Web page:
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Alexios III Megas Komnenos or Alexius III ( , 5 October 1338 – 20 March 1390), Emperor of Trebizond from December 1349 until his death. He was the son of Emperor Basil of Trebizond and his second (and bigamous) wife, Irene of Trebizond. Alexios III was originally named John (Ιωάννης, Iōannēs), and took the name Alexios either in memory of his older brother who had died prematurely or of his paternal grandfather, Emperor Alexios II of Trebizond.

Early life and reign

When Basil died on April 6, 1340 and his first wife Irene Palaiologina succeeded him, she sent all the children of her dead husband to Constantinoplemarker together with their mother. Alexios was raised at the Byzantine court. When he was eleven years old, he was sent to Trebizond by Emperor John VI Kantakouzenos to replace his deposed great-uncle Michael, who had been an instrument of the regency Kantakouzenos had displaced. Alexios arrived in Trebizond on December 22, 1349 and was accepted as emperor by the nobility headed by Grand Duke Niketas without opposition. It was at this point that he adopted the name Alexios, and he was crowned on January 21, 1350 in the company of his mother Irene and of John Lazaropoulos, who later became Metropolitan of Trebizond. Alexios' position was safeguarded by the consignment of the deposed Emperor Michael to a monastery.

In 1351 the connection to John VI Kantakouzenos was strengthened by further diplomatic initiatives. The deposed Emperor Michael was exiled to Constantinople, and on September 20, 1351, Alexios III married Theodora Kantakouzene, a relative of the Byzantine Emperor, in the newly rebuilt Church of St. Eugenios. For the time being, Alexios was accepted as emperor because of his youth, which proved acceptable to the nobles of the realm who sought to use the young ruler's minority for their own purposes. While the aristocrats squabbled with each other, Alexios despaired of security in his capital and retired to the coastal castle of Tripolis.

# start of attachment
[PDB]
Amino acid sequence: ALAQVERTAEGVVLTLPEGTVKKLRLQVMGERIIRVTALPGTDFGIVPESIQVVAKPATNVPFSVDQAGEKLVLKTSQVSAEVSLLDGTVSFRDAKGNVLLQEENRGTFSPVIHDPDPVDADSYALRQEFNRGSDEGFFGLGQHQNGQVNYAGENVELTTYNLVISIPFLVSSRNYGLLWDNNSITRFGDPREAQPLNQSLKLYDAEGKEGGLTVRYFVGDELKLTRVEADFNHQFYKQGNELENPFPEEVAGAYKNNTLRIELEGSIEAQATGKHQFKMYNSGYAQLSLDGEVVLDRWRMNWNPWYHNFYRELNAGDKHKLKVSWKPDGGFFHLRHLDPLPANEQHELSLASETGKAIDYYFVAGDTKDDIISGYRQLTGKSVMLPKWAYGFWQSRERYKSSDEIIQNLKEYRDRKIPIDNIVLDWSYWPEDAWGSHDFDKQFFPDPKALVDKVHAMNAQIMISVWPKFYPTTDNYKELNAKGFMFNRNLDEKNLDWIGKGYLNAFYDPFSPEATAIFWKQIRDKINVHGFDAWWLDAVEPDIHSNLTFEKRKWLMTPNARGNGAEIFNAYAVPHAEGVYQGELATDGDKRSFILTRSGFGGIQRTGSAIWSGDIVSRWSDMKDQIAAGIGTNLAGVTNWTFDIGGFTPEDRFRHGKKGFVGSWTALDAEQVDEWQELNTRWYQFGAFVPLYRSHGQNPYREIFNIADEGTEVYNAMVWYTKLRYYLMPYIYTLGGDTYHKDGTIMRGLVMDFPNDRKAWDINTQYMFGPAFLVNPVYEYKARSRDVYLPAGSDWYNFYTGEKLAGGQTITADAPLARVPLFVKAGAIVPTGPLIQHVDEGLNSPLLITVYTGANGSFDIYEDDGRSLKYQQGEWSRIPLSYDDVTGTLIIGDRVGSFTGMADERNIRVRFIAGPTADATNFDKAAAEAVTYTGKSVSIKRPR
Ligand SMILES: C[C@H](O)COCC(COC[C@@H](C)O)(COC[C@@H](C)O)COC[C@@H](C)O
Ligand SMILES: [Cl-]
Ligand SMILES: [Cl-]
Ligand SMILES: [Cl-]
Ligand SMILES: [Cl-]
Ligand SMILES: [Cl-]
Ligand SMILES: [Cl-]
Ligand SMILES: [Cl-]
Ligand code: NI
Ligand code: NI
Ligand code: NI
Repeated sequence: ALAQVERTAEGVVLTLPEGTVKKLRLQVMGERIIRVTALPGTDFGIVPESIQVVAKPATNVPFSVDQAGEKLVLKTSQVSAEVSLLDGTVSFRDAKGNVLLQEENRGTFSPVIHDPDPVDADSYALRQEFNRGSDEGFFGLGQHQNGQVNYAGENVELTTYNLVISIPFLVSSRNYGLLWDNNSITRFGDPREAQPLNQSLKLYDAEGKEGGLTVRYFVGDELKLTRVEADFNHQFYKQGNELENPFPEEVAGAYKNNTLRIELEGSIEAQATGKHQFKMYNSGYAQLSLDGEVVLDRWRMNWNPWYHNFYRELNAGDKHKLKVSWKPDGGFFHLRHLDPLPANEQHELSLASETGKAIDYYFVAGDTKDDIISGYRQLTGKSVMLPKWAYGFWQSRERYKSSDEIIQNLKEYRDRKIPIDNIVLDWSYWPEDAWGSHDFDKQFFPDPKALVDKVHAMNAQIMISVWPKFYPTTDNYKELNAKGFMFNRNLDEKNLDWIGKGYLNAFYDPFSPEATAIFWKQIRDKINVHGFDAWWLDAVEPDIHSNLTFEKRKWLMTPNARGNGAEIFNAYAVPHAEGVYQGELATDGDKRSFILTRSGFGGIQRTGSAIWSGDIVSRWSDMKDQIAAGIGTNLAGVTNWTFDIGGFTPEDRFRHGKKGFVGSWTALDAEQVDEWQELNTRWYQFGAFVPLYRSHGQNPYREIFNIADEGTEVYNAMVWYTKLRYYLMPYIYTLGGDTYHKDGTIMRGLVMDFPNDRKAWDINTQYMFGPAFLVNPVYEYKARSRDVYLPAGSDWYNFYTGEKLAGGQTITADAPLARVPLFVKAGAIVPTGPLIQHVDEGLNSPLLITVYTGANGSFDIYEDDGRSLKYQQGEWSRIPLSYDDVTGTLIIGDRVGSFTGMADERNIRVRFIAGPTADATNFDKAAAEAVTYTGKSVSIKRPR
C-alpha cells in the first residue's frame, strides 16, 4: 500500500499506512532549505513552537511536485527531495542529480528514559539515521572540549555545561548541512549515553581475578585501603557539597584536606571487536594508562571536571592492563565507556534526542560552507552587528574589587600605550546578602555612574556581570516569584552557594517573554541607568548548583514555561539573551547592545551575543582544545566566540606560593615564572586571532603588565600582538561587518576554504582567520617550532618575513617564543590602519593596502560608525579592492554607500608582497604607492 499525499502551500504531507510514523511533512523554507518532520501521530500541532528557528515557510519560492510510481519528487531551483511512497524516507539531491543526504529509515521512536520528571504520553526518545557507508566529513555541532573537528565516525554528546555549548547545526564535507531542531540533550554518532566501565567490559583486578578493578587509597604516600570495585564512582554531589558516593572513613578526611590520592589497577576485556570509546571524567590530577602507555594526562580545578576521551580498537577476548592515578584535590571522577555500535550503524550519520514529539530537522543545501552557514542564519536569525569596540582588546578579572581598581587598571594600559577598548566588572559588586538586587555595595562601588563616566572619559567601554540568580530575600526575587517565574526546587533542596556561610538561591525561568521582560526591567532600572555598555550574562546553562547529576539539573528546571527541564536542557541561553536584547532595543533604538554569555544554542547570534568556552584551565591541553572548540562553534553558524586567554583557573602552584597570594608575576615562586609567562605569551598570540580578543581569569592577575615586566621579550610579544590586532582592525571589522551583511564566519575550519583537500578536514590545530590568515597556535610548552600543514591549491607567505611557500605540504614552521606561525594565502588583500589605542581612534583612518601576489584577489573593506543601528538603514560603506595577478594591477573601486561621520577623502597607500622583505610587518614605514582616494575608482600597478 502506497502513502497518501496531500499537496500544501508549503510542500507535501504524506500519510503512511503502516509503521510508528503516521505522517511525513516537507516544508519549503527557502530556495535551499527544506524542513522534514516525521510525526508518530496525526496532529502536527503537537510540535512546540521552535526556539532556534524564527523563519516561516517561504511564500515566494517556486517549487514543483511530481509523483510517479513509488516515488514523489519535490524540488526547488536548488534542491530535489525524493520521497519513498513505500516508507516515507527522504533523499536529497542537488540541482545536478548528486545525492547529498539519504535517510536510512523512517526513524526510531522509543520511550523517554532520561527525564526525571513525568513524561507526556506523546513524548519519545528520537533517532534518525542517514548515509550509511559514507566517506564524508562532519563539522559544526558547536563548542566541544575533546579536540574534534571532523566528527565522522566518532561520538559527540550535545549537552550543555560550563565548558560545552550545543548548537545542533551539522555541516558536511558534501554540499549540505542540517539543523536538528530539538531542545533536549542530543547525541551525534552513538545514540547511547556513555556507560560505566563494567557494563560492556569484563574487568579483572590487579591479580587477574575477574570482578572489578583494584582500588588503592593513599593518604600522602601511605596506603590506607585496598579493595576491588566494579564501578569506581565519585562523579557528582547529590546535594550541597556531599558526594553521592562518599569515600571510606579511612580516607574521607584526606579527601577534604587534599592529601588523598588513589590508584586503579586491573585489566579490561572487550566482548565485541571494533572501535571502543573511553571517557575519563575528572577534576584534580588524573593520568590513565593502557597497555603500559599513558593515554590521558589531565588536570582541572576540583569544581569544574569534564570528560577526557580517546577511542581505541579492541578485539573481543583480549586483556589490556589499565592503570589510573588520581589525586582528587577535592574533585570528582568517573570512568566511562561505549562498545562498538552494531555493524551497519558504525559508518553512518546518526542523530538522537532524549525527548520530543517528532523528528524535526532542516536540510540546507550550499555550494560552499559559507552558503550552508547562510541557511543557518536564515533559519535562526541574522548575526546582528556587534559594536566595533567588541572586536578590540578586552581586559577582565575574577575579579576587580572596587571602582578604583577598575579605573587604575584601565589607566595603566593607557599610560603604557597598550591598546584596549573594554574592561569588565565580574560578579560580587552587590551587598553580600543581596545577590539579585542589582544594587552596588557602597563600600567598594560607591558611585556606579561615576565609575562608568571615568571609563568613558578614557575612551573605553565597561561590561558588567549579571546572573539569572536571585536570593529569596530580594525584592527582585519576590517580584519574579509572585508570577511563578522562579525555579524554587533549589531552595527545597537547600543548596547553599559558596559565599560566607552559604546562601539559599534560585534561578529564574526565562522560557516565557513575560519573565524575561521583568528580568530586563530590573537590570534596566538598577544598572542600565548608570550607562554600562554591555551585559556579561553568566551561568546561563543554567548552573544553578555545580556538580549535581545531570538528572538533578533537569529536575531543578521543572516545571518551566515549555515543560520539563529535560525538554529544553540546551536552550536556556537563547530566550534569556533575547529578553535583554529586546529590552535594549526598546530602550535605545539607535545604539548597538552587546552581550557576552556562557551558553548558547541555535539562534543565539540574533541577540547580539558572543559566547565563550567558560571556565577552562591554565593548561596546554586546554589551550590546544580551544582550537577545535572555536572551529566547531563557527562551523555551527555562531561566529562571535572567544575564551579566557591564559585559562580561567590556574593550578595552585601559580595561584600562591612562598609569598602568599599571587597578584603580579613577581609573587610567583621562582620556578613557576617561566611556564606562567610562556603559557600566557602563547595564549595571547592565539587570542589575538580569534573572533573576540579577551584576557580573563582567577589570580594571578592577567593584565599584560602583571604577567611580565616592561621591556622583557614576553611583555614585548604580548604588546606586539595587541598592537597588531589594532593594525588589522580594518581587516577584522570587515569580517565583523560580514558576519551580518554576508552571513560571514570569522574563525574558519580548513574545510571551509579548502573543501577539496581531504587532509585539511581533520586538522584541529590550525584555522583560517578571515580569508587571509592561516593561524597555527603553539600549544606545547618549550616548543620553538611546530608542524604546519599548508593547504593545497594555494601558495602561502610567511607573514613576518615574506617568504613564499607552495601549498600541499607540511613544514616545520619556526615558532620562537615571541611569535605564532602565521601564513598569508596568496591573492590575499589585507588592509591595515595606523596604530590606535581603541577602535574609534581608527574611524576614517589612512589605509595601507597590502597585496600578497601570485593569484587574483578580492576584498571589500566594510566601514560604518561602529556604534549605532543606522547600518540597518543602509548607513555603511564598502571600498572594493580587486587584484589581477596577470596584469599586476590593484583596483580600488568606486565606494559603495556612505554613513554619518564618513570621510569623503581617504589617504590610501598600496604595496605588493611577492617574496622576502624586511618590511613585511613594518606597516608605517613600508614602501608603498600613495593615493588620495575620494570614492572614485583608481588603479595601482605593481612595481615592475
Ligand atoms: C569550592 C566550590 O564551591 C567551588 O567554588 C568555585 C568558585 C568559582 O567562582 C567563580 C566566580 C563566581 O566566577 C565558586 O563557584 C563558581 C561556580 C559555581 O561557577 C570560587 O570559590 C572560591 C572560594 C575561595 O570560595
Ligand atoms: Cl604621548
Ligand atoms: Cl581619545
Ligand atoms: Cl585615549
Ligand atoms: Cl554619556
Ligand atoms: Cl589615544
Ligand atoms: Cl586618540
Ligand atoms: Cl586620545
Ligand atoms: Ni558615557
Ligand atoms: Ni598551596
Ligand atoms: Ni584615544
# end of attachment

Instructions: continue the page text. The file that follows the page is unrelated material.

The young emperor was supported by his mother and some loyal generals and courtiers, including Michael Panaretos, whose laconic chronicle is the principal source on the political history of the Empire of Trebizond. Insubordinate nobles had to be overwhelmed one by one by the emperor's forces. Alexios and his court strengthened their position by fostering peaceful relations with the Turkmen, cemented by marriage alliances such as that between the emperor's sister Maria and Fahreddin Kutlubeg of Aq Qoyunlu.

As Alexios' position improved, it became less necessary to rely on the kingmaker Niketas. The Grand Duke was forced to flee to Kerasous in June 1354 and attempted an attack on Trebizond in March 1355. The rebels realized that they would be unable to win and abandoned their expedition. Alexios sailed to Kerasous with a small fleet in the company of his mother and the metropolitan, and conquered the town in the absence of Niketas. The emperor's cavalry besieged the last fortress loyal to the Grand Duke, Kenchrina, and obtained its surrender. Niketas and his aristocratic supporters were taken captive and brought to Trebizond, where he died in 1360. The fall of Kenchrina in 1355 marked the end of the fifteen years of civil unrest.